Generating ‘Hot-Spots’ on Smooth Metallic Surfaces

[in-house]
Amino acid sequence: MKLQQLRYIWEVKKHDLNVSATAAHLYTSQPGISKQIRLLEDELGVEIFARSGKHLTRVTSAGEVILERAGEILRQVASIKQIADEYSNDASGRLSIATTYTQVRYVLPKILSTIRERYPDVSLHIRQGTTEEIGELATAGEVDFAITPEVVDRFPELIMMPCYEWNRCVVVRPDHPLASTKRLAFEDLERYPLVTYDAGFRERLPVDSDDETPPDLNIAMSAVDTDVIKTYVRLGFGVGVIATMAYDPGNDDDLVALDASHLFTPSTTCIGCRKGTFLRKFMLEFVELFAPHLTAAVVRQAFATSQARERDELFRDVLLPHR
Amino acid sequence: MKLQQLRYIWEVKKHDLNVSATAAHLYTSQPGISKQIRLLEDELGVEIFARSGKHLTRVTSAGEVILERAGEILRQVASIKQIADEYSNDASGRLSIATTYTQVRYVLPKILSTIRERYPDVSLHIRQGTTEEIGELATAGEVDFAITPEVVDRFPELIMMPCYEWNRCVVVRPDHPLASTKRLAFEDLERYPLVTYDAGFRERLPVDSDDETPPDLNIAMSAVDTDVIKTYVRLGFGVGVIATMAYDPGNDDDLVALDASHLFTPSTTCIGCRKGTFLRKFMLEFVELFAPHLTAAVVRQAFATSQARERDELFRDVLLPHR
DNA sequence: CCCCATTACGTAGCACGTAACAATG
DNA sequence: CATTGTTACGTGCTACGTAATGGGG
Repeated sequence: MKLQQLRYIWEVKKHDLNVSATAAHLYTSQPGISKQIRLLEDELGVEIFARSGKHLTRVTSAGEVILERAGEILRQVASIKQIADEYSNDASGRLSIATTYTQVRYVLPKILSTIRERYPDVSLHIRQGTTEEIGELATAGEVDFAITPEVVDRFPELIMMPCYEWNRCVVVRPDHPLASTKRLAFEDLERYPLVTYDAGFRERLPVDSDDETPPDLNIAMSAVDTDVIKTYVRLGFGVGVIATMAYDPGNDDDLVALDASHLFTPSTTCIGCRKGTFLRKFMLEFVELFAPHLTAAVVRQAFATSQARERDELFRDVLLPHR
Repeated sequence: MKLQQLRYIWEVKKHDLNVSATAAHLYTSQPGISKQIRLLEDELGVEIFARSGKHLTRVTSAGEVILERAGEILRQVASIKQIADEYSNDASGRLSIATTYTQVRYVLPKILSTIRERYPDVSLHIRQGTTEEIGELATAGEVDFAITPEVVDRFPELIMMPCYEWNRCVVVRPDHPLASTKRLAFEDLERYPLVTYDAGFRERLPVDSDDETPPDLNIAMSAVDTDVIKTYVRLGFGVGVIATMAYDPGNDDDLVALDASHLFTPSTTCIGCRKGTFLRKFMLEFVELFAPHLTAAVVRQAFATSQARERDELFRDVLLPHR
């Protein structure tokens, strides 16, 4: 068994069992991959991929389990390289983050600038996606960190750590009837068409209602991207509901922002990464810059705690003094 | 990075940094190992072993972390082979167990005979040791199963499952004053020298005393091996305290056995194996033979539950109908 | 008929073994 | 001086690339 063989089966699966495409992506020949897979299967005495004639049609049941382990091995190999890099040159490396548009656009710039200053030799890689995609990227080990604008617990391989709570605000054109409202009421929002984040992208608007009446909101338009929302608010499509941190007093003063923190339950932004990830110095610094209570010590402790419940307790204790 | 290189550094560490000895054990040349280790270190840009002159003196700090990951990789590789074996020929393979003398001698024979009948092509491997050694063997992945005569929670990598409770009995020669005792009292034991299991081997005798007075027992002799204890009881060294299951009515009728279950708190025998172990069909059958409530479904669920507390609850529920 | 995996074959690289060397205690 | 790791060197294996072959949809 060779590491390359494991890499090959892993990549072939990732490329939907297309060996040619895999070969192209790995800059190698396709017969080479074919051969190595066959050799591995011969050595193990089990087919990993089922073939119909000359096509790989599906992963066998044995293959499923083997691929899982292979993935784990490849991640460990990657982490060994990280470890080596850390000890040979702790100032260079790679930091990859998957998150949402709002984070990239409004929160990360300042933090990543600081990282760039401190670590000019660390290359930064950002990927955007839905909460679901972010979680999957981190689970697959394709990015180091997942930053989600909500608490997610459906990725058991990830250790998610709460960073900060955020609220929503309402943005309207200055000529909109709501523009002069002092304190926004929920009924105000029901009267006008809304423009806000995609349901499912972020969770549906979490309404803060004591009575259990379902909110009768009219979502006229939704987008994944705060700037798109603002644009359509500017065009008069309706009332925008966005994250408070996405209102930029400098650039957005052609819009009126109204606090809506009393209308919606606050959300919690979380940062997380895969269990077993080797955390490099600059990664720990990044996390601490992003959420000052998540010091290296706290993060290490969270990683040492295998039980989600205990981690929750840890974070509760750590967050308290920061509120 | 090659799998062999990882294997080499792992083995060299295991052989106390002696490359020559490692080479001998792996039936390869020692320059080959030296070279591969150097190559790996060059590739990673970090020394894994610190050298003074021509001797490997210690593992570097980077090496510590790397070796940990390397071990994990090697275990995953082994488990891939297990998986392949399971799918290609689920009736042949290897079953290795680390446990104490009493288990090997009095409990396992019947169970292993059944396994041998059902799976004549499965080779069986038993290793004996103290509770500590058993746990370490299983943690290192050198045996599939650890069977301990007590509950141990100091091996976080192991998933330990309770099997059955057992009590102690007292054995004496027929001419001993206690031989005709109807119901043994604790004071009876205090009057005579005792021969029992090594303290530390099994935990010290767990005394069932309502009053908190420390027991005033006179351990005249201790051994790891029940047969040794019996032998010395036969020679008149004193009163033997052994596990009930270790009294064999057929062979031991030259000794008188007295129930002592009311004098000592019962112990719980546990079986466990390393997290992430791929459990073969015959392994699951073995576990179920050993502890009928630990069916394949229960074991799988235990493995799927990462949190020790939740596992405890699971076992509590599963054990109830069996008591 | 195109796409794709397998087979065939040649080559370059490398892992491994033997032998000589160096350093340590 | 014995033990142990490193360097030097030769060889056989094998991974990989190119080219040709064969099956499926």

Controlling the optical field down to the nanometer scale is a key step in optoelectronic applications and light–matter interaction at the nanoscale. Bowtie structures, rods, and sharp tapers are commonly used to realize such optical properties, but their fabrication is challenging. In this context, the complementary structures, namely, holes and cavities, are less explored. Herein, a simple system of two metallic nanocavities milled in thin silver film is used to confine the electromagnetic field to an area of ≈60 nm2. The field is confined onto a flat surface area and is either enhanced or suppressed by the polarization state of incident light. The energy of this spatially confined mode is determined by the distance between the two cavities and thus any color (wavelength) at the optical regime can be achieved. As a consequence, a dynamically controlled color is generated on an optical pixel size smaller than 1 μm2. We further characterize those surfaces by a set of complementary spectroscopic technique among them; linear optical imaging, cathodoluminescence and second harmonic generation (SHG). A different mechanism for generating SHG is discussed, suggesting that the plasmons propagating onto the surface act as elementary particles and annihilate to form locally SHG spot.
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